The Australian Broadcasting Corporation: too important to be left to its Friends. Email.
Media Watch, 1
Monday, February 02, 2004
IT'S ONE TACTICAL BLUNDER AFTER ANOTHER for Mr Greg Dyke, the former boss of the Beeb.
First he makes the mistake of defending Gilligan's slander of Blair without looking at the evidence.
Mr Dyke said with hindsight he wished he had launched an inquiry into Andrew Gilligan's Radio 4 Today programme report when Mr Campbell first "went ballistic", rather than rushing to respond.
That left the charge open for some independent body to examine. Not a mistake our Biffer Balding would make.
Then he made the mistake of walking out the door of his Board's post-Hutton meeting, leaving them free to decide they didn't want him back:
Mr Dyke said he had told the board: "'If I haven't got your confidence, I can't stay'. ... "At that stage I left the room. An hour or so later I discovered they had decided to suggest I leave. I'd offered it - that was it."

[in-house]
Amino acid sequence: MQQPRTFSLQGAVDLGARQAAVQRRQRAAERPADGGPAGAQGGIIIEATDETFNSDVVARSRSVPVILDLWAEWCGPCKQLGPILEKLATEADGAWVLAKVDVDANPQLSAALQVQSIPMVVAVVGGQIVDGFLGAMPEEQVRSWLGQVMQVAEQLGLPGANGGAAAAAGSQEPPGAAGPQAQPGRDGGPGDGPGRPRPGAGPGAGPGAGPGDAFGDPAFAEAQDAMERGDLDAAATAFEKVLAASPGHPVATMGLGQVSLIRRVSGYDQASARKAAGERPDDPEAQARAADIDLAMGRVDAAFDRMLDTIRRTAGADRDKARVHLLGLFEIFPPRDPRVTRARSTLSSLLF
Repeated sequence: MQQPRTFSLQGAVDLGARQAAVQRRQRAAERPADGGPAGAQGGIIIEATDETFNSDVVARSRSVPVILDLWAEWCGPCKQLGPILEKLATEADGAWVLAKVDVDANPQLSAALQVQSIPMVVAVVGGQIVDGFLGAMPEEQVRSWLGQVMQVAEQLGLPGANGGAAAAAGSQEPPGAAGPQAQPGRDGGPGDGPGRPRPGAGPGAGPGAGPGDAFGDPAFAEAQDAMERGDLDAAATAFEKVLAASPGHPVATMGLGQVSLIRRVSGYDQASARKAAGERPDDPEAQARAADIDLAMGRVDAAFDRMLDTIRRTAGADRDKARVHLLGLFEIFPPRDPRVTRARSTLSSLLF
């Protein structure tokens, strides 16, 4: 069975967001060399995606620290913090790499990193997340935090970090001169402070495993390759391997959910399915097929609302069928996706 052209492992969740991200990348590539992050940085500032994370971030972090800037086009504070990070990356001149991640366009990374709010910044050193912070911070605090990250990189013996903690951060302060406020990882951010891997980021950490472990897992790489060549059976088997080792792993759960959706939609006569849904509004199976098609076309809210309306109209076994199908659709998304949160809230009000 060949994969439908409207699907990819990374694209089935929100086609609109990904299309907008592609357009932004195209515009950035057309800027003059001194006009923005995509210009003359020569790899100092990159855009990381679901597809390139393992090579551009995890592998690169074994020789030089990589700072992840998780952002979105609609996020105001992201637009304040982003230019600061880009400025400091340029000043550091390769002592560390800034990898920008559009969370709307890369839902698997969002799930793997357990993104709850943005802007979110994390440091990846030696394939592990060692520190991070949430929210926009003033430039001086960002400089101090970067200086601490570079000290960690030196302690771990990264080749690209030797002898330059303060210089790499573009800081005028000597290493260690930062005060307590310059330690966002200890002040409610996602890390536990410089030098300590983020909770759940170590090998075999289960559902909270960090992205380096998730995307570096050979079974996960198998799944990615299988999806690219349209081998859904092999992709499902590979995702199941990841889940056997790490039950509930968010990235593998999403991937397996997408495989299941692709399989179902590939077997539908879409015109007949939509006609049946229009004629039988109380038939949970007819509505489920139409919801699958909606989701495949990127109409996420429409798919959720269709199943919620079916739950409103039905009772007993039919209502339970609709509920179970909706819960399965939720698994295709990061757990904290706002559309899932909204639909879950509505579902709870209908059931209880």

You can see why this man was popular with his staff.
Now he wants to lead the staff conspiracy theorists from outside the gate:
The moment the BBC starts kowtowing to government, you might as well close it down - it's as simple as that .
But what do you do when the BBC becomes a political campaigner, unable or unwilling to behave professionally?
So far the only answer from the Beeb is denial.
Thousands of BBC staff have paid for an advert in a national newspaper supporting their former director general, Greg Dyke. ... The advert said: "Greg Dyke stood for brave independent and rigorous BBC journalism that was fearless in its search for the truth".
If Greg Dyke had shown the same qualities he'd still have a job.